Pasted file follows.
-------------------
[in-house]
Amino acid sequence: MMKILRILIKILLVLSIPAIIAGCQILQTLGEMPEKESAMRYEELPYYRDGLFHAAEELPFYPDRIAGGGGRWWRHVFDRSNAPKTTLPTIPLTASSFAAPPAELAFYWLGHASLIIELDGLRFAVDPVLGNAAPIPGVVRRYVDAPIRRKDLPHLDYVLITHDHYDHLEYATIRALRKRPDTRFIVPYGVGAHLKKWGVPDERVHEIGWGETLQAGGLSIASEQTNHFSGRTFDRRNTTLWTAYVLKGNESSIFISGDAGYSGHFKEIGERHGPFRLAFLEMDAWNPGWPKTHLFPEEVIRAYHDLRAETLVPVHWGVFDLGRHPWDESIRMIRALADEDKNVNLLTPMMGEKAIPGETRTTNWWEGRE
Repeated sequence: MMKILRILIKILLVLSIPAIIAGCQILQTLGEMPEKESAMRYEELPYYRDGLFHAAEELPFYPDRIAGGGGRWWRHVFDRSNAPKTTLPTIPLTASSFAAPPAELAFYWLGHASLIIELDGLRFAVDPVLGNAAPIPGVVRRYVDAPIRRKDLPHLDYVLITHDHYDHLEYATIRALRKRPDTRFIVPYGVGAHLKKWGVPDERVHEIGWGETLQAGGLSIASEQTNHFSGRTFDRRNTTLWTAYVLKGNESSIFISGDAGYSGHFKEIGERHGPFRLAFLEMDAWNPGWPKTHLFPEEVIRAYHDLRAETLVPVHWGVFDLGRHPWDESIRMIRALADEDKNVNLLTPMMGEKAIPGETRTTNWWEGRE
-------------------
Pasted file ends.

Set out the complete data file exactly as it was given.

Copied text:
[in-house]
Amino acid sequence: MMKILRILIKILLVLSIPAIIAGCQILQTLGEMPEKESAMRYEELPYYRDGLFHAAEELPFYPDRIAGGGGRWWRHVFDRSNAPKTTLPTIPLTASSFAAPPAELAFYWLGHASLIIELDGLRFAVDPVLGNAAPIPGVVRRYVDAPIRRKDLPHLDYVLITHDHYDHLEYATIRALRKRPDTRFIVPYGVGAHLKKWGVPDERVHEIGWGETLQAGGLSIASEQTNHFSGRTFDRRNTTLWTAYVLKGNESSIFISGDAGYSGHFKEIGERHGPFRLAFLEMDAWNPGWPKTHLFPEEVIRAYHDLRAETLVPVHWGVFDLGRHPWDESIRMIRALADEDKNVNLLTPMMGEKAIPGETRTTNWWEGRE
Repeated sequence: MMKILRILIKILLVLSIPAIIAGCQILQTLGEMPEKESAMRYEELPYYRDGLFHAAEELPFYPDRIAGGGGRWWRHVFDRSNAPKTTLPTIPLTASSFAAPPAELAFYWLGHASLIIELDGLRFAVDPVLGNAAPIPGVVRRYVDAPIRRKDLPHLDYVLITHDHYDHLEYATIRALRKRPDTRFIVPYGVGAHLKKWGVPDERVHEIGWGETLQAGGLSIASEQTNHFSGRTFDRRNTTLWTAYVLKGNESSIFISGDAGYSGHFKEIGERHGPFRLAFLEMDAWNPGWPKTHLFPEEVIRAYHDLRAETLVPVHWGVFDLGRHPWDESIRMIRALADEDKNVNLLTPMMGEKAIPGETRTTNWWEGRE